Seventy years ago, on the 21. of April, we knew the end for the “Third Reich” was near.
On the day before it had been Hitler’s birthday. Who was celebrating? We don’t know. My mother did not go to work anymore. Public transport was sporadic or non-existing. Every night we had air raids. Nobody knew by whom. The rumor mills were working overtime. The government released extra rations, and we were queuing for hours for very little. The Russians were coming and the people were afraid as they feared the revenge of wronged people.
Our apartment building had its own air raid shelter, but my mum was still not allowed in with me. We were banned by the other tenants because years earlier we children had been too noisy. So every time the siren went, we had to walk along the street to a public shelter at the printer’s union building.
My mother started to write a diary. And this is what she wrote:
Day 1, Saturday 21. April 1945
“Since 2.0 pm today, Berlin is under siege! (Martial law has been declared. berlioz)
A peculiar, faint feeling overcomes us all when we realise that our Reich’s Capital – our beloved Berlin – is about to face a great and all deciding ordeal. Victory or destruction! Life or death! For better or worse! What will the end bring?
As from 6.0 pm, we are supposed to behave as if in an air raid, i.e. we have to gather in the air raid shelter or bunker (a curfew has been declared. berlioz). Often the dull drone, fading in the distance, of the artillery firing on Berlin. Soon, from hour to hour, the detonations become more audible. But it really doesn’t frighten us, because we are used to much larger shakes and hits during the air raids.
All public services, as well as the privately employed population, have closed their offices and workshops. A great mass of people is on the move. All people hurry to their homes, as each one still has to make some important and final preparations in their households. At all grocery stores, long queues have formed. Some last shopping has to be done before we can disappear into the nether world.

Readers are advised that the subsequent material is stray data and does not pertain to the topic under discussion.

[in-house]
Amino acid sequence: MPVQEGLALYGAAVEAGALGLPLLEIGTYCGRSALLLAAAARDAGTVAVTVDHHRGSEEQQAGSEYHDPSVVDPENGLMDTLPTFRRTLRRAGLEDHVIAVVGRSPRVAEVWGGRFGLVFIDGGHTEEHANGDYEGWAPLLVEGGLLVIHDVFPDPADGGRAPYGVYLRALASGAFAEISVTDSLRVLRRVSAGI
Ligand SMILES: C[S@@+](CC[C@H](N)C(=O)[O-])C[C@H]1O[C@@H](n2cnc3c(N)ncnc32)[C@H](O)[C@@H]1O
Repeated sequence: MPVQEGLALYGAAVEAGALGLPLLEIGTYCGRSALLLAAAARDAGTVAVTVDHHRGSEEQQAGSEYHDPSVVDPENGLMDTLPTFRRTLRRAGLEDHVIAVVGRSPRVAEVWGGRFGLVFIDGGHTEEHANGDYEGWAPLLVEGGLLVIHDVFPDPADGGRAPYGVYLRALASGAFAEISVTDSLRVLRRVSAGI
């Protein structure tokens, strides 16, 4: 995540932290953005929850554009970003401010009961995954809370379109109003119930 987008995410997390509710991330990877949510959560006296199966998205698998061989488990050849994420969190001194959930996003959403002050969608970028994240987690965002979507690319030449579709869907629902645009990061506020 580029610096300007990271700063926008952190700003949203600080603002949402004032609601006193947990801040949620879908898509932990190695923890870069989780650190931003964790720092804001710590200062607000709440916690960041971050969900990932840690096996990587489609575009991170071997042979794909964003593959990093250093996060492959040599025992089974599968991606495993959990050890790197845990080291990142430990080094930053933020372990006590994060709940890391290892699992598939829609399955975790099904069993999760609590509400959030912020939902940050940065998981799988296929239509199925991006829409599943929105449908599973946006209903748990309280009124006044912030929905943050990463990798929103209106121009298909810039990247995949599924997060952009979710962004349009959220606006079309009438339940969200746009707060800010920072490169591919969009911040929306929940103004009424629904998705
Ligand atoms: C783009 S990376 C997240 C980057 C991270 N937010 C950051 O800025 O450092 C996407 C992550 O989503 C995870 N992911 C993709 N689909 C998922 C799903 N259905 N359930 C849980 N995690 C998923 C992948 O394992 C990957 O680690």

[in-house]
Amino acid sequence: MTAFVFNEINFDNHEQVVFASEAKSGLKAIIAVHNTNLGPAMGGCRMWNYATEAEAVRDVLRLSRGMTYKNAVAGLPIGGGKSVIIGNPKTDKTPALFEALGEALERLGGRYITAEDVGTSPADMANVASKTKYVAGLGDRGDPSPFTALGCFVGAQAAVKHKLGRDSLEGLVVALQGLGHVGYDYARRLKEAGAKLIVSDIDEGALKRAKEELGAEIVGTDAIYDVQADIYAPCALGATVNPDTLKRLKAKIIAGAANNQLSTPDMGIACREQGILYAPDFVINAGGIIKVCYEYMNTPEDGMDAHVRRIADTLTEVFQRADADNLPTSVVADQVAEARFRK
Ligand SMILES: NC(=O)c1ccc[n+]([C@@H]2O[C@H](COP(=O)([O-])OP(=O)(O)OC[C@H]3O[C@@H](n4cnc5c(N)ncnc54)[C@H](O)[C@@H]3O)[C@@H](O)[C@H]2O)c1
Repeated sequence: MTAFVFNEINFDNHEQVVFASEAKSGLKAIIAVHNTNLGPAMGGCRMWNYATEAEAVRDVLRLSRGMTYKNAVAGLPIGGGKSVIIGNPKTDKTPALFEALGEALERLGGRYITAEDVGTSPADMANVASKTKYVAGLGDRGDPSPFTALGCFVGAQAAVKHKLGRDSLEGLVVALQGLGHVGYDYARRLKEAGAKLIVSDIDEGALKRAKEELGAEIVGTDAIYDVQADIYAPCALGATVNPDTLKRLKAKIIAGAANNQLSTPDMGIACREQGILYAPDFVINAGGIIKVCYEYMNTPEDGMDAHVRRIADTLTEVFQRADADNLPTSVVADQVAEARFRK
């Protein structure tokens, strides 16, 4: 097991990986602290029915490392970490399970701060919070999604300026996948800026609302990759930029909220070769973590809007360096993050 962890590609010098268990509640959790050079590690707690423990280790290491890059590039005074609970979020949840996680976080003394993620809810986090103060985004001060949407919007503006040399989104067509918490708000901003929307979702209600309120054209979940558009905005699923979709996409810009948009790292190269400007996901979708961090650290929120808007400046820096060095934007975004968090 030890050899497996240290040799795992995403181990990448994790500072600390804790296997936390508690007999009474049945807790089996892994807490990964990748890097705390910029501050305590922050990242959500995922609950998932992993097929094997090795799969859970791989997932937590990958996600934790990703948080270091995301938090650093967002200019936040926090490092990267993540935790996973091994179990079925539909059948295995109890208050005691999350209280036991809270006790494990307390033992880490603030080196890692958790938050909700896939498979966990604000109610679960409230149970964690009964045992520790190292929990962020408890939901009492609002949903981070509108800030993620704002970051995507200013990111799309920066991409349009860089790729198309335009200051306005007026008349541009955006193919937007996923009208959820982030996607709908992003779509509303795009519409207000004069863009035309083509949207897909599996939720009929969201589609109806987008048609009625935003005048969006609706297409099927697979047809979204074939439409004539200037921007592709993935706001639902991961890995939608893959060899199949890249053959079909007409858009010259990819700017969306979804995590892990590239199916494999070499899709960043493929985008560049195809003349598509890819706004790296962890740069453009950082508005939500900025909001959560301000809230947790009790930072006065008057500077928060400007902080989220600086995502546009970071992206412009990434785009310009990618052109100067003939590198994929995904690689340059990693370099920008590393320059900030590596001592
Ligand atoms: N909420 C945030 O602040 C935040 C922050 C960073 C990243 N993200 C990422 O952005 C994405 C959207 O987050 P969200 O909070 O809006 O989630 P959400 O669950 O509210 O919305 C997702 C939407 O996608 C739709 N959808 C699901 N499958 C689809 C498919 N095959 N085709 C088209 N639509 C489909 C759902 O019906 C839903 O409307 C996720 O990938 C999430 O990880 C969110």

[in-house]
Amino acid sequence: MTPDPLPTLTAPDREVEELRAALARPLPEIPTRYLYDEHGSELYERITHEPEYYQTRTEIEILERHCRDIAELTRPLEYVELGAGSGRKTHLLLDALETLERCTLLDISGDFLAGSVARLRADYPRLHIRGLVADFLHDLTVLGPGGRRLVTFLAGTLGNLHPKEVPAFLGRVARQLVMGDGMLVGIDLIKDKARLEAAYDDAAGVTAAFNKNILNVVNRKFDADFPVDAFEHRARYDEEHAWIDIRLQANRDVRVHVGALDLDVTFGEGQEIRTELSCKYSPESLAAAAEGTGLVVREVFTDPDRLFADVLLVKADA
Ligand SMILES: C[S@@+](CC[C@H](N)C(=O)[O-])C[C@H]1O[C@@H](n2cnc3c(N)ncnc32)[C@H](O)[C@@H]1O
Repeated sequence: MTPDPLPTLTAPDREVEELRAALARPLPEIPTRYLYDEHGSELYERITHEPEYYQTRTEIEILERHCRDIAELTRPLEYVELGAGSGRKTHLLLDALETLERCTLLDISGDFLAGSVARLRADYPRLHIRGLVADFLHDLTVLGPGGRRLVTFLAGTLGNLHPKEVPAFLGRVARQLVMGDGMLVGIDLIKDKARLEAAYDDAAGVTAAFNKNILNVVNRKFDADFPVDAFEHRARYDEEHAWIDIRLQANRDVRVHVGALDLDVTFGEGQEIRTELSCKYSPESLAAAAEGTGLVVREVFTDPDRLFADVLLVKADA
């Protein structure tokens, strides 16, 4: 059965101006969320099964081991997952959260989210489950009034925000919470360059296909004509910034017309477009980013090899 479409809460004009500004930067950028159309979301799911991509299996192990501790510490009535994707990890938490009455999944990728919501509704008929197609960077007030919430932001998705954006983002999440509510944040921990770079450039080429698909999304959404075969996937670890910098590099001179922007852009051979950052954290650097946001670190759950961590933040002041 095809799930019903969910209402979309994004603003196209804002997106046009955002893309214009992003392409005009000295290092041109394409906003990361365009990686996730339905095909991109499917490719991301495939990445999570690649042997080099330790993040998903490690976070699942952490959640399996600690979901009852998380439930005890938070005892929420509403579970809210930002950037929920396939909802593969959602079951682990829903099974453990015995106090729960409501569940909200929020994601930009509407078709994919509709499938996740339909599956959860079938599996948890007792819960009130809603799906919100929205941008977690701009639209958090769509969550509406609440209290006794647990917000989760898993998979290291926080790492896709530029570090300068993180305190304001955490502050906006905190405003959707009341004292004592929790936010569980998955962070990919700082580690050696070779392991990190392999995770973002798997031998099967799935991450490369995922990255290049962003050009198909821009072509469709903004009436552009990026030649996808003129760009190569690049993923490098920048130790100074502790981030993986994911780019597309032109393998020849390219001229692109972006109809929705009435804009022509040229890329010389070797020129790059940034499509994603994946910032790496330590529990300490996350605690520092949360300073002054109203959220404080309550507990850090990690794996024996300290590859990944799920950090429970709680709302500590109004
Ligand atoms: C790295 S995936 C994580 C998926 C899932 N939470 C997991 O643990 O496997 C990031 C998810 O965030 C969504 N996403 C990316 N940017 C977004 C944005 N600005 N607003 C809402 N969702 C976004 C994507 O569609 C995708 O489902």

We too, my son Peter (9 years old) and I are at the ready with our luggage. My Aunt Mietze (Marie) too, 72 years old, belongs to our little group. We are taking our places, in the Printer’s Union building, a few houses up the street from our block of flats, in Immelmannstrasse (now Dudenstrasse). The air raid shelter is still without lights. Power has been cut deliberately.
Solemn and calm greetings are exchanged. In time, one by one, here and there candles or kerosene lamps are being lit. Warm and cosy sleeping places are being prepared. We are having our evening meal in the manner of nomadic people at about 20.00 hours. Soups and other warm drinks are being poured into cups from Thermos flasks Our ready made sandwiches taste, despite our troubles and distress, really excellent. For a while, softly spoken conversations follow. Even those cease soon. Peter, wrapped up in warm blankets, is already asleep.
At about 22.00 hours, we are being woken by the sirens! AN AIR RAID !!
(It is the first air raid by Russian planes. The last Western air raid was on the 18 April. berlioz)
Our neighbourhood remains untouched this time! And as it remains calm, we decide, at 1 o’clock in the morning, to go back to our own flat.”(Apparently ignoring the curfew. berlioz)
Because of our closeness to the Tempelhof Airport we always felt safe. The Allied bombers seemed not see it as a target.